When Murphy wrote his laws, he must have had travellers at the top of his mind. Even if mobile telephony did not exist in his time, he was bang on about things going wrong for them when they certainly should not. Like batteries in handsets.
If you travel, you can guess what I am going to be talking about. We travellers are power users of mobiles. We can never stop shooting, love sharing images on social media on-the-go, we browse the net and access apps for information and guidance and more. In other words, our mobiles are treated like workhorses. Implication: The juices drain out sooner than usual.
And this is where handsets with a long battery life are winning. Like the Honor 5c – it’s the one I have been travelling with in the recent past. It has added to the pleasure quotient of my travels. I have not had to worry about the battery dying on me during a full day’s shoot – credit goes to the 3000 mAh battery inside.
But there is more to getting the most out of the battery than sheer power rating. The phone uses a power-efficient chipset – it’s the 16 nm power-efficient Kirin 650 chipset with big. LITTLE architecture that decreases power consumption by 40 percent. It is these technological nuances that make the difference.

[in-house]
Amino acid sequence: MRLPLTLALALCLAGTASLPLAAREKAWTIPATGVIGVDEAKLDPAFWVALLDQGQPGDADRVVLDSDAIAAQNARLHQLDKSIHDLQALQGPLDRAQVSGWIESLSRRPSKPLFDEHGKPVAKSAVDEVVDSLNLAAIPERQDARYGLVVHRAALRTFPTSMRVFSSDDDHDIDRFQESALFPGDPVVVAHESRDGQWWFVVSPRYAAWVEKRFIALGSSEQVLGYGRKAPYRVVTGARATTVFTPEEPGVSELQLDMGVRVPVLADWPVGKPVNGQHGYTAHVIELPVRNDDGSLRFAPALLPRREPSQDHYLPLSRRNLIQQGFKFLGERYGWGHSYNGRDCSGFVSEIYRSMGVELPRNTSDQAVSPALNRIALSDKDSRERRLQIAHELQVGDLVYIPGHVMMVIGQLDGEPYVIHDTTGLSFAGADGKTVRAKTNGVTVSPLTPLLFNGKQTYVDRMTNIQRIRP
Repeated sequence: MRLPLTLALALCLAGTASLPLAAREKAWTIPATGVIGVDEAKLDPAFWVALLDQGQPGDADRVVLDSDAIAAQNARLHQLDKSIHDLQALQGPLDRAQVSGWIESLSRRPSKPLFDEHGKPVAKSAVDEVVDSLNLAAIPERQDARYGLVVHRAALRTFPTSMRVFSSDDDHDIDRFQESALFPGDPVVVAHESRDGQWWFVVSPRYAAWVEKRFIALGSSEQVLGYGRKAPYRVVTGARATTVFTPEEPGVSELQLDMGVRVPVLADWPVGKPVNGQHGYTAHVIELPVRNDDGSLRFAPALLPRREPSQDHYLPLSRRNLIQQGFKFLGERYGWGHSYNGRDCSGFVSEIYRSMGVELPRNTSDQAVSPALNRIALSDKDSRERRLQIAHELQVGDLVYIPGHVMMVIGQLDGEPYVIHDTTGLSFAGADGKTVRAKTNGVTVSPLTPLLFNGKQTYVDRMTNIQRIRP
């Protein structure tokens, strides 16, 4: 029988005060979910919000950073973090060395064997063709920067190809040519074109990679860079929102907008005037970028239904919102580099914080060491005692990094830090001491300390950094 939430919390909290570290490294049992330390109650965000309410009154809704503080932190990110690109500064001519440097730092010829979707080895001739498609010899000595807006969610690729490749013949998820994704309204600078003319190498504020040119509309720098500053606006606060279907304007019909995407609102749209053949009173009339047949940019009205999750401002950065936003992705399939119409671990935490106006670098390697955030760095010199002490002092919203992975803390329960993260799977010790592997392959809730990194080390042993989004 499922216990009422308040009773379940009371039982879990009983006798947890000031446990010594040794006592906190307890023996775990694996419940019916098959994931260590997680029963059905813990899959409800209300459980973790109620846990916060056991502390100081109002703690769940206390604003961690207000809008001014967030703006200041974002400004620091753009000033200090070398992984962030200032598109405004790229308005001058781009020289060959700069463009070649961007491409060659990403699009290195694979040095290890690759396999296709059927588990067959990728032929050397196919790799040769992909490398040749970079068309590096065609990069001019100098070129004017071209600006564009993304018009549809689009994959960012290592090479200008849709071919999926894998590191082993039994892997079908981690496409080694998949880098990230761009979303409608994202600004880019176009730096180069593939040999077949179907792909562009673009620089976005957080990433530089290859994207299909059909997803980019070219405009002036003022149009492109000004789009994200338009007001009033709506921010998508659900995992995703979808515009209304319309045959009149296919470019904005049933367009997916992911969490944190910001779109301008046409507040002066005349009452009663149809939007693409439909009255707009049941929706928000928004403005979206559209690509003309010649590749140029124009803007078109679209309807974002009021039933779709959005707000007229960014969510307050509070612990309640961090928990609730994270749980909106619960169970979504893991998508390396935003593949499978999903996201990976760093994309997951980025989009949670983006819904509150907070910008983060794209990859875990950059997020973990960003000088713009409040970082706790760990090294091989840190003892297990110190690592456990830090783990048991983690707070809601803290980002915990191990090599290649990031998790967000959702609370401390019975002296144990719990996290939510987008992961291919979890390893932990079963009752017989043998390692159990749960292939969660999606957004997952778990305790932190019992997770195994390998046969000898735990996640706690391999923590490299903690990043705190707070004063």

Some of these advantages would have been negated if higher capacity meant a bigger device to hold; the designers made a compact battery with 650 Wh/L energy density to give an appealing form factor – making it convenient for me to handle and slip into my shirt pocket when not in use.
Of course, I do push the limits and end up with drained out batteries during the day. And time is a premium when travelling – I can only spend so much time charging before needing to move on. The power source manager chip in the Honor 5c supports the latest 9V / 2A speed charging function – giving the equivalent of hours of talk time after only a few minutes of being plugged in.
Mr. Murphy tries very hard to mess up my travels, but technology can come out winners at times.